“I just spoke to a Morrocan woman detained in Bruges. She has been there for two weeks. She was quiet but when she understood that I was from the Ligue she didn’t want to give me her name to get a visit. She says she doesn’t want to aggravate her case. She complained about the following:
– obstructed toilets
– in the common room, the armchairs are dirty and torn-down, and she complained a lot about dirtiness in general
– she cannot accept food from people who come and visit her and is obliged to eat the same food of the centre all the time.
– they don’t do anything, there is no activity organised. Contrarily to the centre in Zaventem where she learnt from a woman who was transferred in Bruges that language courses are being given.
– Currently, there is a pregnant woman who does not see the doctor of the centre. She is not allowed to see a gynecologist.
– Another girl who just got released (or deported?) to the Netherlands lost her baby in the centre! She was pregnant and lost blood during a week after which she lost her baby.
There are currently around 35 women in Bruges.
– “We must wake up very early in the morning and then there is nothing to do, even the seats in the sofas are insufficient.”
– “We are not allowed to go back to our rooms but at 10 p.m we must go back and at 11 p.m it is taps.”
– “we are in dormitories of 10 bunk beds, so we are 20 per dormitory!”
– “We are only allowed to go out three times 45 minutes per day”
– “The medical follow-up is a disaster, we must fight to see a doctor”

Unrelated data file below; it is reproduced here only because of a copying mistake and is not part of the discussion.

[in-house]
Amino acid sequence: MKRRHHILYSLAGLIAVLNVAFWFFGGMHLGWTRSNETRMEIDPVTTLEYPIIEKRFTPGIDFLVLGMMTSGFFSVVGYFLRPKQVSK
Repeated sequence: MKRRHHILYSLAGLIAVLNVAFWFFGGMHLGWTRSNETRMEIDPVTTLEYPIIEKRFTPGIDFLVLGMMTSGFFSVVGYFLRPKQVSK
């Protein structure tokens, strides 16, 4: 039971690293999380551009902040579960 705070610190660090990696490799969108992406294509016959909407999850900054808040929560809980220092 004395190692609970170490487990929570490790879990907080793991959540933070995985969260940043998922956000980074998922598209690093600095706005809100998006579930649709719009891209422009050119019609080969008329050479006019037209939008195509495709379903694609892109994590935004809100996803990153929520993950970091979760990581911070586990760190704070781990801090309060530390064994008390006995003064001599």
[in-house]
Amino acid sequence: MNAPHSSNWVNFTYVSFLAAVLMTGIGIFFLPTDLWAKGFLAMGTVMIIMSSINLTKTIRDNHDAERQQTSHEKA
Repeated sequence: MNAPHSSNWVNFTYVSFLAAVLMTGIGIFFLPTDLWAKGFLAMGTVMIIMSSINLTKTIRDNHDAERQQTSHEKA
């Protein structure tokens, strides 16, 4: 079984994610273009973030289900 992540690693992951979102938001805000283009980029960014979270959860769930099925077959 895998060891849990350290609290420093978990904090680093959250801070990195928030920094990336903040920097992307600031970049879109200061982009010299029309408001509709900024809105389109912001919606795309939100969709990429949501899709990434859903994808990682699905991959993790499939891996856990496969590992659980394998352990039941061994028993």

– “One of the social assistants is very rude and threatens us”.
The closed centre of Vottem will soon have a new wing called “Vottem’s specific isolation wing” that will be reserved for convicted and uncooperative people.http://www.gettingthevoiceout.org/vottem-comment-booster-lemploi-dans-la-region-liegeoise/
To be noted: several detainees were arrested after asking for cohabitation or marriage, others are being separated from their children sometimes very young!
“One is forbidden to fall in love or to have children”.
“They arrest for EVERYTHING”
“Serious things happen every day”
“We are going to burn it all”
“If you speak: isolation cell”
“No trust at all in the centre’s staff”
“The law is not respected”
“As soon as one shouts one is beaten”
“They speak bad to us”
A communication by Vottem detainees that remains a hotpot: http://www.gettingthevoiceout.org/communication-from-the-detainees-of-vottem-closed-centre/
Testimonies from Vottem:
Demonstration in front of Vottem centre